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How to Thrive Not Just Survive During the Exam Season

by Sarah Howling 16 Mar 2016
How to Thrive Not Just Survive During the Exam Season

It’s the time of year again when exams are looming for many students. However, fear not because with careful planning and a few helpful strategies, they don’t have to be stressful experiences. In fact, a little bit of stress can be a good thing as it can boost brainpower and motivation to succeed.

The trick to coping with stress is not to expect to eliminate it; but rather to manage the symptoms and limit its effects.

1. Don’t leave revision to the last minute and cram all night before an exam. This is a surefire way of causing panic and rising stress levels.

2. Do plan ahead by preparing a revision timetable well before exams begin. Breaking things down into manageable chunks is key. Also everyone revises differently so find out what works for you. Use a variety of methods to revise - mind maps, pictures, cue cards, acronyms, rhymes - just simply reading is not enough. Use your parents - test them and teach them!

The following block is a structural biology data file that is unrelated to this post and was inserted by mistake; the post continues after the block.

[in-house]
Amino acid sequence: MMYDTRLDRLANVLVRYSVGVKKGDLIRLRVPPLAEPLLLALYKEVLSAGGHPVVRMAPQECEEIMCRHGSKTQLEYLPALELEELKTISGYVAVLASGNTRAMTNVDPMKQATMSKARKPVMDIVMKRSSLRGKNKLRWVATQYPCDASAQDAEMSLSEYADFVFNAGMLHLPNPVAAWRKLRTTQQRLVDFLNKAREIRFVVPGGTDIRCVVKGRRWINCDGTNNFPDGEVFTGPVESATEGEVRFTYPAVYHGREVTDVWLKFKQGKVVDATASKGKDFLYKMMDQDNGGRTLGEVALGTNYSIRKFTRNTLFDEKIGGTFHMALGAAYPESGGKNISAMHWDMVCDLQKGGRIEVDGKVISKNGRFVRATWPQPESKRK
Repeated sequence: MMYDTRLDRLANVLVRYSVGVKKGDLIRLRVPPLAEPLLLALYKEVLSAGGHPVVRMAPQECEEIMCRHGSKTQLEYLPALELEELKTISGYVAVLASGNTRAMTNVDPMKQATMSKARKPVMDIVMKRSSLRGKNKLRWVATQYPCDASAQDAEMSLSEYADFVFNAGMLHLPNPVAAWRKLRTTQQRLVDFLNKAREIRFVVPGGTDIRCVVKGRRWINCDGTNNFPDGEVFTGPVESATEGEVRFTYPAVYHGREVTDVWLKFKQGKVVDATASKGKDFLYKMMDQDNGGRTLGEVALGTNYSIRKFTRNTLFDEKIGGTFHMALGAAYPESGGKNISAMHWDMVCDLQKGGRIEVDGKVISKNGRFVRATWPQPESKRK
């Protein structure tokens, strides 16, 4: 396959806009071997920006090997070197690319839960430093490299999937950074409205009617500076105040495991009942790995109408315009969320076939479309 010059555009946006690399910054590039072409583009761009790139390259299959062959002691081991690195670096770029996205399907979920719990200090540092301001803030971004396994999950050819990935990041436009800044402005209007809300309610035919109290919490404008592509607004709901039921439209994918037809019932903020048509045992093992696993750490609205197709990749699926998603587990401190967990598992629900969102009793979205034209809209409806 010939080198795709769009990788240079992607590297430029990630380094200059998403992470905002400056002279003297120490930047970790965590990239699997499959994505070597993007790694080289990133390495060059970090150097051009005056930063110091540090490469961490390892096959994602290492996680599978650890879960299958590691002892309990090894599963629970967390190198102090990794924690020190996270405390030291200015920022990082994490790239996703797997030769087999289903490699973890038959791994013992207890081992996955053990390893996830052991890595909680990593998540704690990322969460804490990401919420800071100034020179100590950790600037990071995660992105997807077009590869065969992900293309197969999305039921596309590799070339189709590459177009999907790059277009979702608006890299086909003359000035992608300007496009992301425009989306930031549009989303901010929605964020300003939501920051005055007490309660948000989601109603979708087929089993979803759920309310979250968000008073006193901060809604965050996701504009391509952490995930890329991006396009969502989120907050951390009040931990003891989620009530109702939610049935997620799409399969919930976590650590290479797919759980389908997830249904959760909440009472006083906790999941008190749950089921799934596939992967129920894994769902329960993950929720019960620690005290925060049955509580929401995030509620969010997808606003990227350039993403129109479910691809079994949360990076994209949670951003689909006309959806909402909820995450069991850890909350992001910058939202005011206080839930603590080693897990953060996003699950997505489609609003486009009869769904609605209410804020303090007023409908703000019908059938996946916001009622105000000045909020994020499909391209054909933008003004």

3. Don’t revise all the time and stay away from caffeine and too much sugar which may seem to help at first but in the long run they’re not helpful.

4. Do look after yourself: remember it’s important to eat and sleep well. Give yourself time each day to relax, taking breaks to do something enjoyable - watch TV, listen to music, read a book or go out for a walk. Eat nutritional snacks, drink lots of water and try to do at least 30 minutes of exercise each day. Put yourself first - this is an important time for you.

5. Don’t get bogged down with negative thoughts of failure as this can cause increased anxiety.

6. Do learn some relaxation techniques such as deep breathing, mindfulness and yoga, and use them when you start to feel anxious. Try to develop a growth mindset by visualising success, focussing energy on improvement and not failure.

And finally….

7. Don't stand around at the end of an exam, comparing notes with your mates about how you all did. It will only depress you to realise that you've written three pages about Charles I when the question was on Charles II.

8. Do recognise all you were able to do in the exam, try to switch off and go home smiling!

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